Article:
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End of year: What to look out for

With 2022 just around the corner, it’s time to round off your year.

That means closing your accounts and creating the basis for your 2021 financial reporting (your annual report). You have to do this for tax purposes, but it also provides valuable information on managing your business. We’ve set out the following 6 tips to help you:

  1. Prepare well and in good time

Preparing properly means you’ve already done half the work. And that also applies at the year-end. So before you start, make sure you gather together all the relevant information and agree a timetable with your bookkeeper. Do this in good time because the first quarter of each year is traditionally a busy period.

  1. Collect all your invoices payable and receivable

It may seem obvious, but make sure you’ve recorded details of all your purchase and sales invoices in your administration. This doesn’t just mean receipts for cash amounts paid or received, but also, for example, periodic bills for rent, telephones and utilities. Because these payments are made often, businesses sometimes forget to record them.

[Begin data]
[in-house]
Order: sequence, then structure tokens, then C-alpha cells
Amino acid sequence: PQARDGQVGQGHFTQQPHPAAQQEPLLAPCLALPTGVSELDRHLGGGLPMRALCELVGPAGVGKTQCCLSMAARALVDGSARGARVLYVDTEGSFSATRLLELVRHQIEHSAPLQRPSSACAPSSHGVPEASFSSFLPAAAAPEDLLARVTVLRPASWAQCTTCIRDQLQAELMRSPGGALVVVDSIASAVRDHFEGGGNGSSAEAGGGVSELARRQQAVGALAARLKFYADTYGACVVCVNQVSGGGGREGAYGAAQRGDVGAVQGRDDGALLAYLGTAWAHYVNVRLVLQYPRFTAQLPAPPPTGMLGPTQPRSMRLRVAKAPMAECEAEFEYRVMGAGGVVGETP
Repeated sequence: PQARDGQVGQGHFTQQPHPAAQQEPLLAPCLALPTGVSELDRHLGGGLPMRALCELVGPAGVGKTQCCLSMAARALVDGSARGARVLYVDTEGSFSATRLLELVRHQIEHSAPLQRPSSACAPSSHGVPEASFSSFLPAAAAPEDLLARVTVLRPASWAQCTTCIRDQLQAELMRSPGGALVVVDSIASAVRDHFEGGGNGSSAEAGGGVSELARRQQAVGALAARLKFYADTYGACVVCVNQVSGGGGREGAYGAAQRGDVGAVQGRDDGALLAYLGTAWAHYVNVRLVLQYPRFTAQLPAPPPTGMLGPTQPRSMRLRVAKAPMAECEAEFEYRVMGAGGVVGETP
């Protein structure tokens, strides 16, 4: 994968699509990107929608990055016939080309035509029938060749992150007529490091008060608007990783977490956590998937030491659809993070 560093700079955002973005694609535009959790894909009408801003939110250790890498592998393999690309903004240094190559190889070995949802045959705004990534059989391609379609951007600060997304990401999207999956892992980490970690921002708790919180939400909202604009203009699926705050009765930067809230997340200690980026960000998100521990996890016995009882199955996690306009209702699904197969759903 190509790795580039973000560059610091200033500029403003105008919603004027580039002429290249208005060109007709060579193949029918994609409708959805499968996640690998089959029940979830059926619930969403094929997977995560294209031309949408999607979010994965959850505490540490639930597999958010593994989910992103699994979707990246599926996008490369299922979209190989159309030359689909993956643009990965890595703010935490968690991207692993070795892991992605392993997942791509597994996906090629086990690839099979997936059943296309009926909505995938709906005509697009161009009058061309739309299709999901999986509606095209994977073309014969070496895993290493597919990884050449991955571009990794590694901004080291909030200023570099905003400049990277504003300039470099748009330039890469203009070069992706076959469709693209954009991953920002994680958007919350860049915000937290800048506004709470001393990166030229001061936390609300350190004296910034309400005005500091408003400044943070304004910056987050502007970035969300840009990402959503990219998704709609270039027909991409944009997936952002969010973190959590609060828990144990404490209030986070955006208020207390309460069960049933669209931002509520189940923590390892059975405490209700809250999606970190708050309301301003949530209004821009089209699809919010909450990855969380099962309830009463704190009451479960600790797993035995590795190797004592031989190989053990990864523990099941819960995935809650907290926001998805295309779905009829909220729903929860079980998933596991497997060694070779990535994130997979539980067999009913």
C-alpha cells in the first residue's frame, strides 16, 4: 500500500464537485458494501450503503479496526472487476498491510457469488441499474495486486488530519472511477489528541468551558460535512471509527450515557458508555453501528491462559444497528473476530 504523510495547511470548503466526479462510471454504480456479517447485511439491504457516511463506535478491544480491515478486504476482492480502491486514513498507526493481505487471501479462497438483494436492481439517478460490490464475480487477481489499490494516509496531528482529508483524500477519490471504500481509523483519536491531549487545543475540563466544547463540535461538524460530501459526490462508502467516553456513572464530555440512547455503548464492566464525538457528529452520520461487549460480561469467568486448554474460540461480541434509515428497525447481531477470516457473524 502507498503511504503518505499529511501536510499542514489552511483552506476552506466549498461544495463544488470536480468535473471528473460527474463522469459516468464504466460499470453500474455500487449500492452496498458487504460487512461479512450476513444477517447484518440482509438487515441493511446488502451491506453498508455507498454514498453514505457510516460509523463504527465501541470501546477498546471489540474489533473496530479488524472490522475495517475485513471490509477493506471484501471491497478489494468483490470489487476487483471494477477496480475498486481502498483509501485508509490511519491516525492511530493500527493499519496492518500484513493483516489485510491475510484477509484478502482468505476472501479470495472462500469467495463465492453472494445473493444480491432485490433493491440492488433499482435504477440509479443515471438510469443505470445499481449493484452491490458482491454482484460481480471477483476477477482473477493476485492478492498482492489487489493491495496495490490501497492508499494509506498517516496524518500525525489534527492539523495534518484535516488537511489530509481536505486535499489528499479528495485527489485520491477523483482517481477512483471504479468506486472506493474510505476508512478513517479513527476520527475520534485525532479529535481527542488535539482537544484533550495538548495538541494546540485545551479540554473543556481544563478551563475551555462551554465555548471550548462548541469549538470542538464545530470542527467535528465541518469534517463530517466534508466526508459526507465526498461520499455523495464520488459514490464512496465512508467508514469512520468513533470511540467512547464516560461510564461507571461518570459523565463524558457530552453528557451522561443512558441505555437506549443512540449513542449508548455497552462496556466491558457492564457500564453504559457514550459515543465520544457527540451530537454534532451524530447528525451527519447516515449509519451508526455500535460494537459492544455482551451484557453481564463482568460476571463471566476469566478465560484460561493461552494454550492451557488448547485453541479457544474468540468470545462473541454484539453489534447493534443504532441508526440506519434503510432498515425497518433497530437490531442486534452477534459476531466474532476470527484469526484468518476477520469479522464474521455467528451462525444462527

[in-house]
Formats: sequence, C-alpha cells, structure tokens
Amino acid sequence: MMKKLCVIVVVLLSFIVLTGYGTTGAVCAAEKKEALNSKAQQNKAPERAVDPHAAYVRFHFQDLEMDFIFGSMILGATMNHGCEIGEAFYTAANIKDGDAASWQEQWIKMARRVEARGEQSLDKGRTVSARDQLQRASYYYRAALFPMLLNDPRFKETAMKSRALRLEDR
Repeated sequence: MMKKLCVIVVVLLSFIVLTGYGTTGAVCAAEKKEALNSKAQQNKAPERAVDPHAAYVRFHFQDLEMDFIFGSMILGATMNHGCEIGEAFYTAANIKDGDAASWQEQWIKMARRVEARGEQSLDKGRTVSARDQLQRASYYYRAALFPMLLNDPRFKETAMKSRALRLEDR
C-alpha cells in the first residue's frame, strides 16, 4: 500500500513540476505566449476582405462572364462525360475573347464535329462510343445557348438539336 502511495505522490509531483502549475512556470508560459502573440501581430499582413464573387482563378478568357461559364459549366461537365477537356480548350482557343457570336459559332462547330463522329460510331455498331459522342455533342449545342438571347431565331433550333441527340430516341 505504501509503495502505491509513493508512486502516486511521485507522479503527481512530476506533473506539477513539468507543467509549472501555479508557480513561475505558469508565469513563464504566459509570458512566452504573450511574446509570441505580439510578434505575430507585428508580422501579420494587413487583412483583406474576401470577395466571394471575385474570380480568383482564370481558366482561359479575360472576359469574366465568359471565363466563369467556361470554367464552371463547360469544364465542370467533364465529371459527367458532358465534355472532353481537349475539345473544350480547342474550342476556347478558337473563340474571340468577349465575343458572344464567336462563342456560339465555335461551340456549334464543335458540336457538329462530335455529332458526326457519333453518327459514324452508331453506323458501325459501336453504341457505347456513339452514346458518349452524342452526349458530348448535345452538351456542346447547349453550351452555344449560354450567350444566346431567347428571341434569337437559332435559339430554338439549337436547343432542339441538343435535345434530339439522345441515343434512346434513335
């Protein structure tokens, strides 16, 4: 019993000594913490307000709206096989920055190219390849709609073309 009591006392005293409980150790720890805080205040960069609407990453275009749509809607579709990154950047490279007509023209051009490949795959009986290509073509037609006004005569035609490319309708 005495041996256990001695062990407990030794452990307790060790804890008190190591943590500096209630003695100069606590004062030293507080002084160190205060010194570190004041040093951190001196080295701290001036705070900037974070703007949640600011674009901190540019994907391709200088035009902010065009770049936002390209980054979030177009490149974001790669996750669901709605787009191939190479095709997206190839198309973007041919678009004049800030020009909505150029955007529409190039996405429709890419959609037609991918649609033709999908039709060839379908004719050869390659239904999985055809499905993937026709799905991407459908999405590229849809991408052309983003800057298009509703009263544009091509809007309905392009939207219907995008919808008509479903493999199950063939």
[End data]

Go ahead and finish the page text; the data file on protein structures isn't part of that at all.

1. Check outstanding payables and receivables

When gathering together all your purchase and sales invoices, it’s a good idea to check whether the statement of incoming and outgoing items is correct. Start early to make sure you have time to sort out any outstanding issues. And if you come across an invoice from 2020 in 2021, adjust the VAT by filling in a supplementary return form on belastingdienst.nl.

  1. Make sure all your bank transactions are accounted for

Remember your bank transactions when you’re closing off the year. It can get so busy in December that transactions can sometimes get overlooked and not be accounted for in your administration. So make sure your records are up-to-date and that the balance in your bookkeeping is the same as on your bank statements.

  1. Depreciation

Any operating equipment you bought for €450 or more in 2021 has to be depreciated. That means writing off the costs over the period you use the equipment rather than writing them off in one go.

  1. Check your inventories

Any inventories must be shown in your year-end balance sheet. That means counting your inventories when you close off the year on 31 December and recording them in your accounts.

 

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